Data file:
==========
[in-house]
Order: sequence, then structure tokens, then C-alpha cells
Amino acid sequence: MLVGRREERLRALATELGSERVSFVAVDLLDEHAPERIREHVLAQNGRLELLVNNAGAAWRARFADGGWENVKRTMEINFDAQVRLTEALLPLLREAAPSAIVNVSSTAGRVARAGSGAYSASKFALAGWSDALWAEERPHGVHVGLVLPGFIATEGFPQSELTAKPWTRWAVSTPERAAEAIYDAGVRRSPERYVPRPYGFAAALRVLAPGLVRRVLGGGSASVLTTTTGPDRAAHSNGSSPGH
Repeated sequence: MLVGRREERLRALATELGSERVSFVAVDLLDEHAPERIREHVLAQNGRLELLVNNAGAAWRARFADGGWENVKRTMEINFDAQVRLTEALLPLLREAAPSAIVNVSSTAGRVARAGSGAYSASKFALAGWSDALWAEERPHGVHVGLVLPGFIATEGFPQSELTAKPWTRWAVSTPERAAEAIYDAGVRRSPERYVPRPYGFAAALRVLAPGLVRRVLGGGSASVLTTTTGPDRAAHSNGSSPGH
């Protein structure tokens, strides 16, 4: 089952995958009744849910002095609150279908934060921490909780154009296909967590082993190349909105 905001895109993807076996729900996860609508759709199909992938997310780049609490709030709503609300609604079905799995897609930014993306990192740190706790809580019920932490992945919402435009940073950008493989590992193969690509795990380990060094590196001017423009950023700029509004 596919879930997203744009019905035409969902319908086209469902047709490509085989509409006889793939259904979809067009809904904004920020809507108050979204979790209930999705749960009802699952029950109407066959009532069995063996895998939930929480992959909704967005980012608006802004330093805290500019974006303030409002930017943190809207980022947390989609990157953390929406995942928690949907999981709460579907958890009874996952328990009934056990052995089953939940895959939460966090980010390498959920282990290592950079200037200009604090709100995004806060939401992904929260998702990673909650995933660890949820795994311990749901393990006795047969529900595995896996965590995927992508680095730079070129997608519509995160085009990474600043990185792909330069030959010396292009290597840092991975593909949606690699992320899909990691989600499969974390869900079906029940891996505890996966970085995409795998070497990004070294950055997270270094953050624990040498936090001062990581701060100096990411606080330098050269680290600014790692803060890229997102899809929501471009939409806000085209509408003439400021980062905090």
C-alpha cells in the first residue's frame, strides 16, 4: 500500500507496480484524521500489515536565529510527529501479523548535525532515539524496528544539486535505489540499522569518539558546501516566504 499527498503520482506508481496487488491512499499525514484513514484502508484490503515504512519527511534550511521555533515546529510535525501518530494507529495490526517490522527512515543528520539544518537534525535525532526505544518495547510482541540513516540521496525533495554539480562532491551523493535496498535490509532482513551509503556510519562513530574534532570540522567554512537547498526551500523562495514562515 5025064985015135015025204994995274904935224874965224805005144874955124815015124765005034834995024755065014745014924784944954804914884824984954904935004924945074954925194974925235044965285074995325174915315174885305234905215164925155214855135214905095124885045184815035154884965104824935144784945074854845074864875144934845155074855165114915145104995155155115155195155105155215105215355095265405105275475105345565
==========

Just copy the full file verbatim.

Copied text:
[in-house]
Order: sequence, then structure tokens, then C-alpha cells
Amino acid sequence: MLVGRREERLRALATELGSERVSFVAVDLLDEHAPERIREHVLAQNGRLELLVNNAGAAWRARFADGGWENVKRTMEINFDAQVRLTEALLPLLREAAPSAIVNVSSTAGRVARAGSGAYSASKFALAGWSDALWAEERPHGVHVGLVLPGFIATEGFPQSELTAKPWTRWAVSTPERAAEAIYDAGVRRSPERYVPRPYGFAAALRVLAPGLVRRVLGGGSASVLTTTTGPDRAAHSNGSSPGH
Repeated sequence: MLVGRREERLRALATELGSERVSFVAVDLLDEHAPERIREHVLAQNGRLELLVNNAGAAWRARFADGGWENVKRTMEINFDAQVRLTEALLPLLREAAPSAIVNVSSTAGRVARAGSGAYSASKFALAGWSDALWAEERPHGVHVGLVLPGFIATEGFPQSELTAKPWTRWAVSTPERAAEAIYDAGVRRSPERYVPRPYGFAAALRVLAPGLVRRVLGGGSASVLTTTTGPDRAAHSNGSSPGH
């Protein structure tokens, strides 16, 4: 089952995958009744849910002095609150279908934060921490909780154009296909967590082993190349909105 905001895109993807076996729900996860609508759709199909992938997310780049609490709030709503609300609604079905799995897609930014993306990192740190706790809580019920932490992945919402435009940073950008493989590992193969690509795990380990060094590196001017423009950023700029509004 596919879930997203744009019905035409969902319908086209469902047709490509085989509409006889793939259904979809067009809904904004920020809507108050979204979790209930999705749960009802699952029950109407066959009532069995063996895998939930929480992959909704967005980012608006802004330093805290500019974006303030409002930017943190809207980022947390989609990157953390929406995942928690949907999981709460579907958890009874996952328990009934056990052995089953939940895959939460966090980010390498959920282990290592950079200037200009604090709100995004806060939401992904929260998702990673909650995933660890949820795994311990749901393990006795047969529900595995896996965590995927992508680095730079070129997608519509995160085009990474600043990185792909330069030959010396292009290597840092991975593909949606690699992320899909990691989600499969974390869900079906029940891996505890996966970085995409795998070497990004070294950055997270270094953050624990040498936090001062990581701060100096990411606080330098050269680290600014790692803060890229997102899809929501471009939409806000085209509408003439400021980062905090």
C-alpha cells in the first residue's frame, strides 16, 4: 500500500507496480484524521500489515536565529510527529501479523548535525532515539524496528544539486535505489540499522569518539558546501516566504 499527498503520482506508481496487488491512499499525514484513514484502508484490503515504512519527511534550511521555533515546529510535525501518530494507529495490526517490522527512515543528520539544518537534525535525532526505544518495547510482541540513516540521496525533495554539480562532491551523493535496498535490509532482513551509503556510519562513530574534532570540522567554512537547498526551500523562495514562515 5025064985015135015025204994995274904935224874965224805005144874955124815015124765005034834995024755065014745014924784944954804914884824984954904935004924945074954925194974925235044965285074995325174915315174885305234905215164925155214855135214905095124885045184815035154884965104824935144784945074854845074864875144934845155074855165114915145104995155155115155195155105155215105215355095265405105275475105345565